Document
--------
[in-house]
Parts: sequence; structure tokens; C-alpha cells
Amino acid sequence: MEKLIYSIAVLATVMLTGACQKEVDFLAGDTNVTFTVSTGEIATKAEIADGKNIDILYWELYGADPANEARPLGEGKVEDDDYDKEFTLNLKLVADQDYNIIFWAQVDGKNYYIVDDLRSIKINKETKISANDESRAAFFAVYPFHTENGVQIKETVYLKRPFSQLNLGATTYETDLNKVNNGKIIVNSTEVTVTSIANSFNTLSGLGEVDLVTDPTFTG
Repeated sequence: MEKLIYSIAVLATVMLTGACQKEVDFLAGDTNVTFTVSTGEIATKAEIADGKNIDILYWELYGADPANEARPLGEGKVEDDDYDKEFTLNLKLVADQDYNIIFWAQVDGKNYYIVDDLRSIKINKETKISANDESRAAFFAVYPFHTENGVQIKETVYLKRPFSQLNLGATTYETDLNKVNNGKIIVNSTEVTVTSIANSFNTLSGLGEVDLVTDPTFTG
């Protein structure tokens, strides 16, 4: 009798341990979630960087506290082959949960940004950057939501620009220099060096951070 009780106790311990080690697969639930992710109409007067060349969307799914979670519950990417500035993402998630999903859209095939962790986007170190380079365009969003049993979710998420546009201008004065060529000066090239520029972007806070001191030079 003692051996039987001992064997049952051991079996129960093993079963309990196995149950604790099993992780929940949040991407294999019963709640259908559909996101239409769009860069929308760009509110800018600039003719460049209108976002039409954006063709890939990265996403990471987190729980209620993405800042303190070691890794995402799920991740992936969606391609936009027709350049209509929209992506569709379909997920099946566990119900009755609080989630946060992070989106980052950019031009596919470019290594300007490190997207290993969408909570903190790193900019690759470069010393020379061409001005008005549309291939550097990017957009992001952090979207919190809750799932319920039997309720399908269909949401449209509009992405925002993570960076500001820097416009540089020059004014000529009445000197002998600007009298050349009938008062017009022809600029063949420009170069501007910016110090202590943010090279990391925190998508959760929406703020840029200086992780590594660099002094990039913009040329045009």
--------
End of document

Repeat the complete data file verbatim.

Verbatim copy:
[in-house]
Parts: sequence; structure tokens; C-alpha cells
Amino acid sequence: MEKLIYSIAVLATVMLTGACQKEVDFLAGDTNVTFTVSTGEIATKAEIADGKNIDILYWELYGADPANEARPLGEGKVEDDDYDKEFTLNLKLVADQDYNIIFWAQVDGKNYYIVDDLRSIKINKETKISANDESRAAFFAVYPFHTENGVQIKETVYLKRPFSQLNLGATTYETDLNKVNNGKIIVNSTEVTVTSIANSFNTLSGLGEVDLVTDPTFTG
Repeated sequence: MEKLIYSIAVLATVMLTGACQKEVDFLAGDTNVTFTVSTGEIATKAEIADGKNIDILYWELYGADPANEARPLGEGKVEDDDYDKEFTLNLKLVADQDYNIIFWAQVDGKNYYIVDDLRSIKINKETKISANDESRAAFFAVYPFHTENGVQIKETVYLKRPFSQLNLGATTYETDLNKVNNGKIIVNSTEVTVTSIANSFNTLSGLGEVDLVTDPTFTG
């Protein structure tokens, strides 16, 4: 009798341990979630960087506290082959949960940004950057939501620009220099060096951070 009780106790311990080690697969639930992710109409007067060349969307799914979670519950990417500035993402998630999903859209095939962790986007170190380079365009969003049993979710998420546009201008004065060529000066090239520029972007806070001191030079 003692051996039987001992064997049952051991079996129960093993079963309990196995149950604790099993992780929940949040991407294999019963709640259908559909996101239409769009860069929308760009509110800018600039003719460049209108976002039409954006063709890939990265996403990471987190729980209620993405800042303190070691890794995402799920991740992936969606391609936009027709350049209509929209992506569709379909997920099946566990119900009755609080989630946060992070989106980052950019031009596919470019290594300007490190997207290993969408909570903190790193900019690759470069010393020379061409001005008005549309291939550097990017957009992001952090979207919190809750799932319920039997309720399908269909949401449209509009992405925002993570960076500001820097416009540089020059004014000529009445000197002998600007009298050349009938008062017009022809600029063949420009170069501007910016110090202590943010090279990391925190998508959760929406703020840029200086992780590594660099002094990039913009040329045009």